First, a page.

Ministry of Foreign Affairs (Brazil)

Ministry of Foreign Affairs
Ministério das Relações Exteriores

Itamaraty Palace
Agency overview
Formed 8 July 1736[1]
Headquarters Itamaraty Palace
Esplanada dos Ministérios, Bloco H
15°48′36″S 47°52′12″W / 15.81000°S 47.87000°W / -15.81000; -47.87000
Annual budget Increase BRL 1.89 billion (2015)[2]
Minister responsible
Agency executive
Child agencies

The Ministry of Foreign Affairs (MRE; Portuguese: Ministério das Relações Exteriores) conducts Brazil's foreign relations with other countries. It is commonly referred to in Brazilian media and diplomatic jargon as Itamaraty, after the palace which houses the ministry (originally in Rio de Janeiro, and currently in a second location which also bears this name in Brasília).[3][4] As of May 15, 2016 the ministry is headed by Chancellor José Serra.[5]

The Ministry of Foreign Affairs operates the Rio Branco Institute and the Alexandre de Gusmão Foundation.[6][7]


The Itamaraty Palace in Rio de Janeiro, former headquarters and current regional office of the Ministry of Foreign Affairs of Brazil

There were three relevant moments that defined the Ministry of Foreign Affairs as the institution that would later be established. The first was the signature of the 1750 Spanish–Portuguese treaty, which re-established the borders set in the Treaty of Tordesillas. This moment was not a foreign issue policy of Brazil per se, but was instead a pursuit of interests by the Portuguese in their largest colony. There was, however, a notable Brazilian in the diplomatic corps, Alexandre de Gusmão, who directed the Portuguese foreign policy of trying to separate the Americas from the subject of European successions. The height of Gusmão's diplomatic effort was the signing of the Treaty of Madrid of 1750, in which territorial issues in South America were resolved.

The second relevant historic moment was the transfer of the Portuguese Court to Brazil in 1808 as a result of the Napoleonic Wars, when the capital of the Portuguese Empire and all its bureaucracy were transferred to Rio de Janeiro. The transfer of the Portuguese Court heavily influenced the Brazilian institutions that would later form.

Finally, there was the participation of the Ministry of Foreign Affairs in the process of recognizing Brazilian independence. This moment's relevance surpassed the creation of Brazilian diplomatic institutions and for the first time tested the negotiation skills of Emperor Peter I's diplomatic corps, which achieved recognition from every world power.

From that moment on and since its inception in 1822, Itamaraty has defined some of its basic principles of action such as the peaceful resolution of principles and non-intervention. With the conclusion of World War II and the creation of the United Nations in 1945 the Ministry consolidated Brazil's presence in international forums.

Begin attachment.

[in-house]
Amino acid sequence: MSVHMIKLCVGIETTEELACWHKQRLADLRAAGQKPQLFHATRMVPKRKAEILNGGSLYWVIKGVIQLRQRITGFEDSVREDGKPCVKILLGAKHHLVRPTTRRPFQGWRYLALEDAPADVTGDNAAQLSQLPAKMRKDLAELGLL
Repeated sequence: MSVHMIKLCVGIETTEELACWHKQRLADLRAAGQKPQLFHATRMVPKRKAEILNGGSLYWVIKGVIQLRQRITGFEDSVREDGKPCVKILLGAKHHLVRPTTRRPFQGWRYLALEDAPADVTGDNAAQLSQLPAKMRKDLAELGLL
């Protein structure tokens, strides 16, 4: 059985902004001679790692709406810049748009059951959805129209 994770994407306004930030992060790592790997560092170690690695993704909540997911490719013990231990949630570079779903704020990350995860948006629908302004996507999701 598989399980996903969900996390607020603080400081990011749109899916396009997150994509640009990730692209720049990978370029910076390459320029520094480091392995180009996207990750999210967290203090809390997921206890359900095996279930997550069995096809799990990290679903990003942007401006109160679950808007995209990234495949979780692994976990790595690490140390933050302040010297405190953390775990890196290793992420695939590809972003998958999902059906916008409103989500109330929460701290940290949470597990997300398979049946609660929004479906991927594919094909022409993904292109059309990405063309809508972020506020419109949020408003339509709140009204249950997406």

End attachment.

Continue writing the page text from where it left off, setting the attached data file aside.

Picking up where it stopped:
Notable diplomats in the history of Itamaraty include the Viscount of Uruguay, the Baron of Rio Branco and Osvaldo Aranha.[8][9]

Foreign policy

The primary objective of the Brazilian foreign ministry is to increase the process of regional integration with Mercosul and other regional and financial bodies. It has also been heavily involved in the discussion of important topics on the international agenda including issues such as the protection of human rights, environmental preservation and the maintenance of peace. At the same time, it has strengthened its links with the Community of Portuguese-Speaking Countries and has structured itself in order to meet the needs and ambitions of day to day foreign policy concerns.[10]

Brazil currently maintains diplomatic relations with every U.N. member country in the world.[11]

Diplomatic missions

Permanent diplomatic missions are meant to carry out representation, negotiation and information activities, as well as the protection of Brazilian interests with governments of other States and international organizations. Brazil has an extensive diplomatic network, consisting of over 220 overseas missions:[12]

See also

Notes and references

  1. Brazilian Government Web Portal
  2. Portal Orçamento (October 2014). "Projeto de Lei Orçamentária para 2015" (PDF). Senado federal. p. 25. Retrieved 3 January 2015.
  3. "Itamaraty". Retrieved September 28, 2011.
  4. "The Ministry (About page)".
  5. "Discurso do Embaixador Luiz Alberto Figueiredo Machado na cerimônia de posse do Ministro de Estado das Relações Exteriores".
  6. "Fundação Alexandre de Gusmão". Retrieved September 28, 2011.
  7. "Instituto Rio Branco". Retrieved September 28, 2011.
  8. CARVALHO, Carlos Delgado de. História Diplomática do Brasil. Brasília, Senado Federal, 1998;
  9. CASTRO, Flávio Mendes de Oliveira. História da Organização do Ministério das Relações Exteriores. Brasília, Editora Universidade de Brasília, 1983. Site do Ministério das Relações Exteriores:
  10. "Neighbors will receive special attention". Retrieved September 28, 2011.
  11. "Brazilian diplomatic relations".
  12. Ministry of Foreign Affairs of Brazil

Coordinates: 15°48′04″S 47°52′01″W / 15.801°S 47.867°W / -15.801; -47.867

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